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Progress And Challenges In Combatting Terrorist Financing


"While terrorism is very different from conventional military threats, it has something significant in common with them: it needs cash." -- U.S. Secretary of Treasury Timothy Geinther

The United States has developed a whole-of-government approach to cutting off terrorist financing.

During a recent conference on the progress and challenges of disrupting terrorist financing, Treasury Secretary Timothy Geithner said that since the attacks in 2001, efforts to impede the flow of funds to terrorist organizations have been a central part of international efforts to combat terrorism.

"While terrorism is very different from conventional military threats, it has something significant in common with them: it needs cash," he said.

The United States has developed a whole-of-government approach to cutting off terrorist financing. It works by bringing together intelligence, targeted sanctions, international cooperation, and private-sector engagement in order to identify the donors, financiers and facilitators supporting terrorist organizations, and then disrupting their ability to fund them.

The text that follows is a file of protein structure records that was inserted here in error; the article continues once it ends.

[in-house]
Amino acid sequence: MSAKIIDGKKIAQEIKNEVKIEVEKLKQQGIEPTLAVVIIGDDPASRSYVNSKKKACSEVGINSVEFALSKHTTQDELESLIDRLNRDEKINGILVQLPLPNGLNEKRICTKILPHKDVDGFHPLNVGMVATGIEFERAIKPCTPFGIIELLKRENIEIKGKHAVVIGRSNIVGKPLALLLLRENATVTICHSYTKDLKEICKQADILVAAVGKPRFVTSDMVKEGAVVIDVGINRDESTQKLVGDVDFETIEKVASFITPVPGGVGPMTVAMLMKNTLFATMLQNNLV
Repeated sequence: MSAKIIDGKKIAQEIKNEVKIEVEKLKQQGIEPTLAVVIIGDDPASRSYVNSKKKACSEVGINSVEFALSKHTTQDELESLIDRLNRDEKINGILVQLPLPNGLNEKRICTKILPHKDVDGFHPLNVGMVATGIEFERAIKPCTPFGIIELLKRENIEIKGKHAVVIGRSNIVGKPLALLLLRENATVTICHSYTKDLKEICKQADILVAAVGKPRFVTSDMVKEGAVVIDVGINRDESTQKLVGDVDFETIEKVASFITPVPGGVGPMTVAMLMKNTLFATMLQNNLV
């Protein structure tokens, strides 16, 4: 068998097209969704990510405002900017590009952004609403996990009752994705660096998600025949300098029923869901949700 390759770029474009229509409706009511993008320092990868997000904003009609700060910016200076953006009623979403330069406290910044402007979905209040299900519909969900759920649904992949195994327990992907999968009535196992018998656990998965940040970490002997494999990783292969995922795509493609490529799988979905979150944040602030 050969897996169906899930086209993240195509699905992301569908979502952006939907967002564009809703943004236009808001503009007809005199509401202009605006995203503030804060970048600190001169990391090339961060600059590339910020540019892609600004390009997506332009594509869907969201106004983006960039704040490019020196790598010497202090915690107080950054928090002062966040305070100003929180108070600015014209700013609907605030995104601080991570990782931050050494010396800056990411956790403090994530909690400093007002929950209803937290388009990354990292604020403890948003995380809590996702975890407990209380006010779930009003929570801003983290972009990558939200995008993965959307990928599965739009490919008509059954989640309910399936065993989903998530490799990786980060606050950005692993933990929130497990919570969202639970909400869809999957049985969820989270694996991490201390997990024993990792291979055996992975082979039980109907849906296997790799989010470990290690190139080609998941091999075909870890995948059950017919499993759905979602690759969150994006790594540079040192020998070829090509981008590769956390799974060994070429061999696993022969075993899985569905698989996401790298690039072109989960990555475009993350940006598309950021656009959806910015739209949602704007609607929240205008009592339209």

The U.S. Government has also strongly encouraged other countries to join the global coalition working to cut off terrorist funding. International cooperation remains fundamental to our common endeavors for the simple reason that most of the funds used to support terrorism are located outside the jurisdiction of the United States.

"We are obtaining, analyzing and acting on intelligence in order to constrain the activities of those who would fund terrorism and to hold them accountable through sanctions.

"International cooperation reinforces the effectiveness of this work. . . . and multilateral bodies, including the G-20, have institutionalized this focus on combating terrorist financing – both through the adoption of new standards and through public support for increased financial transparency.

"Finally, . . . .the vigilance of financial institutions to identify and block money for terrorist activities reinforces the ability of regulators and law enforcement to target funders.

"Thanks to this strategy, donors, financial institutions, and facilitators across the world are no longer free to fund and facilitate terrorism with impunity," he said.

"Two and a half thousand years ago, the Greek historian Thucydides wrote of a Spartan king who said, 'War is a matter not so much of arms as of money,'" said Secretary Geithner. "Two and half years ago, in a chilling echo of these words, a senior al-Qaida leader in Afghanistan explained, 'Without money, jihad stops.'

The pool of finances for terrorism is shrinking, and it has grown harder and harder to hide and move. Today, al-Qaida struggles to secure steady financing. And as terrorist groups look for new methods to raise and move money, the international effort to develop creative and effective strategies to stop them will continue.

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